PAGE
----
Christopher Uggen, Jeff Manza, and Melissa Thompson. ‘Citizenship and Reintegration: The Socioeconomic, Familial, and Civic Lives of Criminal Offenders.’ The Annals of the American Academy of Social and Political Science 605 (2006): 281-310.
Paul Nieuwbeerta, Clem Brooks, and Jeff Manza. ‘Cleavage-Based Voting in Cross-National Perspective: Evidence From Six Countries.’ Social Science Research 35 (2006): 88-128.
Christopher Uggen, Angela Behrens, and Jeff Manza. ‘Criminal Disenfranchisement.’ Annual Review of Law and Social Science 1 (2005): 307-22.
Clem Brooks and Jeff Manza. ‘A Great Divide? Religion and Political Change in U.S. National Elections, 1972 - 2000.’ The Sociological Quarterly 45 (2004): 421-50.
Christopher Uggen and Jeff Manza. ‘Voting and Subsequent Crime and Arrest: Evidence from a Community Sample.’ Columbia Human Rights Law Review 36 (2004): 193-215.
Jeff Manza, Clem Brooks, and Christopher Uggen. ‘Public Attitudes Towards Felon Disenfranchisement Laws in the United States.’ Public Opinion Quarterly 68 (2004): 276-87.
Jeff Manza and Christopher Uggen. ‘Punishment and Democracy: The Voting Rights of Nonincarcerated Criminal Offenders in the United States.’ Institute for Policy Research Working Paper 04-03, Fall 2004.
Angela Behrens, Christopher Uggen, and Jeff Manza.‘Ballot Manipulation and the “Menace of Negro Domination”: Racial Threat and Felon Disenfranchisement in the United States, 1850-2000.’ American Journal of Sociology 109 (2003): 559-605.
Christopher Uggen and Jeff Manza. ‘Democratic Contraction? The Political Consequences of Felon Disenfranchisement in the United States.’ American Sociological Review 67 (2002): 777-803.
Jeff Manza and Fay Lomax Cook. ‘A Democratic Polity? Three Views of Policy Responsiveness to Public Opinion in the United States.’ American Political Research 30 (2002): 630-67.
Jeff Manza. ‘Political Sociological Models of the U.S. New Deal.’ Annual Review of Sociology 26 (2000): 297-322.
Jeff Manza. ‘Race and the Underdevelopment of the American Welfare State.' Theory and Society 30 (2000): 819-32.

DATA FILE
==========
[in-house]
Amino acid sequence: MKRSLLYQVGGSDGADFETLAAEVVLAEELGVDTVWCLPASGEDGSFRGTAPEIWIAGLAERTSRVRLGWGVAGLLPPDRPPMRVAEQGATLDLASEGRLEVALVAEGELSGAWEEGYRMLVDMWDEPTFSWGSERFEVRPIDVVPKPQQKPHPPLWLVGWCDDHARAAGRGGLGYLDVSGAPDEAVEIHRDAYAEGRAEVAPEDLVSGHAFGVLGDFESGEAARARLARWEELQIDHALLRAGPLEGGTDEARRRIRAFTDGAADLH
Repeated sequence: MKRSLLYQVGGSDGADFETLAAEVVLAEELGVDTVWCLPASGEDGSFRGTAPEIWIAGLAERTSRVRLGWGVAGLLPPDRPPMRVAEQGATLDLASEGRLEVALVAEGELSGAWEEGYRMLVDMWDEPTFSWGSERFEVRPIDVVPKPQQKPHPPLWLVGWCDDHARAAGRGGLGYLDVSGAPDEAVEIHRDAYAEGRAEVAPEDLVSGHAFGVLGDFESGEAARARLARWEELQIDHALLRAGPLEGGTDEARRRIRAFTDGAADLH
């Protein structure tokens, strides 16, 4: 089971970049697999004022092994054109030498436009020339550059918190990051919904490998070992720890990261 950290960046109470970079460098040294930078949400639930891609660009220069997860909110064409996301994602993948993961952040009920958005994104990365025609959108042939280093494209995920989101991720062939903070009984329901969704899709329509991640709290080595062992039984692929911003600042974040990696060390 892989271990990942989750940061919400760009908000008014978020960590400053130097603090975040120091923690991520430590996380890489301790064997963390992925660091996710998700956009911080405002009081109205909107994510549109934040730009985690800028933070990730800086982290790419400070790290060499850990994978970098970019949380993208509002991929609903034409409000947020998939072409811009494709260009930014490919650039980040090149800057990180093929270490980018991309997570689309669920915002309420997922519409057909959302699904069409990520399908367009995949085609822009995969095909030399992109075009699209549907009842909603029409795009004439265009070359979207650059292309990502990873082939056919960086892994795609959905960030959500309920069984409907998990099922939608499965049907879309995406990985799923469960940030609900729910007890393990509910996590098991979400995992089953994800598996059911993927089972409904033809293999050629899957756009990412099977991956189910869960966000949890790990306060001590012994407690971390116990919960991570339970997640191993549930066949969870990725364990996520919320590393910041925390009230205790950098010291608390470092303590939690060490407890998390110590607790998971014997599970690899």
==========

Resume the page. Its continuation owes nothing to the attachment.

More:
Jeff Manza and Debbie Van Schyndel. ‘Still the Missing Feminist Revolution? Inequalities of Race, Class, and Gender in Introductory Texts.’ [Comment on Ferree and Hall, ASR Dec 1996]. American Sociological Review 64 (2000): 468-75.
Jeff Manza and Clem Brooks. ‘Group Size, Turnout, and Alignments in the Making of U.S. Party Coalitions, 1960-1992.’ European Sociological Review 15 (1999): 369-90.
Jeff Manza and Clem Brooks. ‘The Gender Gap in U.S. Presidential Elections: When? Why? Implications?’ American Journal of Sociology 103 (March 1998): 1235-66.
Jeff Manza and Clem Brooks. ‘The Religious Factor in U.S. Presidential Elections, 1960-1992.’ American Journal of Sociology 103 (July 1997): 38- 81.
Clem Brooks and Jeff Manza.‘The Social and Ideological Bases of Middle Class Political Alignments in the United States, 1972-92.’ American Sociological Review 62 (April 1997): 191-208.
Clem Brooks and Jeff Manza. ‘Social Cleavages and Political Alignments: U.S. Presidential Elections, 1960-1992.’ American Sociological Review 62 (December 1997): 937-46.
Clem Brooks and Jeff Manza. ‘Class Politics and Political Change in the United States, 1952-1992.’ Social Forces 76 (December 1997): 379-409.
Michael Hout, Clem Brooks and Jeff Manza. ‘The Democratic Class Struggle in the United States, 1948-92.’ American Sociological Review 60 (1995): 805-28.
Clem Brooks and Jeff Manza. ‘Do Changing Values Explain the New Politics? A Critical Assessment of the Postmaterialist Thesis.’ The Sociological Quarterly 35 (December 1994): 541-70.
Michael Hout, Clem Brooks and Jeff Manza.‘The Persistence of Classes in Postindustrial Society.’ International Sociology 8 (September 1993): 259-77.